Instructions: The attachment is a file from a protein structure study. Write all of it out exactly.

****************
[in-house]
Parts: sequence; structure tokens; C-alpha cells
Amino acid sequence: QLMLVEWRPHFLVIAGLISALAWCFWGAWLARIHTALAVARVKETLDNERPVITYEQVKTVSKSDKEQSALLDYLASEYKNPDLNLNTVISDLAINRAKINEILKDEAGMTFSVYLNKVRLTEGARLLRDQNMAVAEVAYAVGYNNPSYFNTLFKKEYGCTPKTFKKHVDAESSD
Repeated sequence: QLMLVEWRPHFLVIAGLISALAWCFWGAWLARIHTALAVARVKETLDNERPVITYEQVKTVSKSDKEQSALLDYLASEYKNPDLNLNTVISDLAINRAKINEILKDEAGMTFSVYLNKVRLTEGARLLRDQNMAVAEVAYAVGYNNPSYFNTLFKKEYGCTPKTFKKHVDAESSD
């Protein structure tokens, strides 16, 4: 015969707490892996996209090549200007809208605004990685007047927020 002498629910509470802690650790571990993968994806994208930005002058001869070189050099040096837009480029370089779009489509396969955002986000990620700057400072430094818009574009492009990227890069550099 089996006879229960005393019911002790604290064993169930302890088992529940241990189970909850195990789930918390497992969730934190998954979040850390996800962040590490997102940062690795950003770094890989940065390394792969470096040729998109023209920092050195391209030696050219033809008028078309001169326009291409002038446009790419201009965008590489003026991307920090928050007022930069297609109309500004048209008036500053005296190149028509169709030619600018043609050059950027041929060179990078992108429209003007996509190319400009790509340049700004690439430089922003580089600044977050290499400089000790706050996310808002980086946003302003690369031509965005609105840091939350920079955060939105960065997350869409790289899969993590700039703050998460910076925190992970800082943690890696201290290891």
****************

[in-house]
Parts: sequence; structure tokens; C-alpha cells
Amino acid sequence: QLMLVEWRPHFLVIAGLISALAWCFWGAWLARIHTALAVARVKETLDNERPVITYEQVKTVSKSDKEQSALLDYLASEYKNPDLNLNTVISDLAINRAKINEILKDEAGMTFSVYLNKVRLTEGARLLRDQNMAVAEVAYAVGYNNPSYFNTLFKKEYGCTPKTFKKHVDAESSD
Repeated sequence: QLMLVEWRPHFLVIAGLISALAWCFWGAWLARIHTALAVARVKETLDNERPVITYEQVKTVSKSDKEQSALLDYLASEYKNPDLNLNTVISDLAINRAKINEILKDEAGMTFSVYLNKVRLTEGARLLRDQNMAVAEVAYAVGYNNPSYFNTLFKKEYGCTPKTFKKHVDAESSD
């Protein structure tokens, strides 16, 4: 015969707490892996996209090549200007809208605004990685007047927020 002498629910509470802690650790571990993968994806994208930005002058001869070189050099040096837009480029370089779009489509396969955002986000990620700057400072430094818009574009492009990227890069550099 089996006879229960005393019911002790604290064993169930302890088992529940241990189970909850195990789930918390497992969730934190998954979040850390996800962040590490997102940062690795950003770094890989940065390394792969470096040729998109023209920092050195391209030696050219033809008028078309001169326009291409002038446009790419201009965008590489003026991307920090928050007022930069297609109309500004048209008036500053005296190149028509169709030619600018043609050059950027041929060179990078992108429209003007996509190319400009790509340049700004690439430089922003580089600044977050290499400089000790706050996310808002980086946003302003690369031509965005609105840091939350920079955060939105960065997350869409790289899969993590700039703050998460910076925190992970800082943690890696201290290891």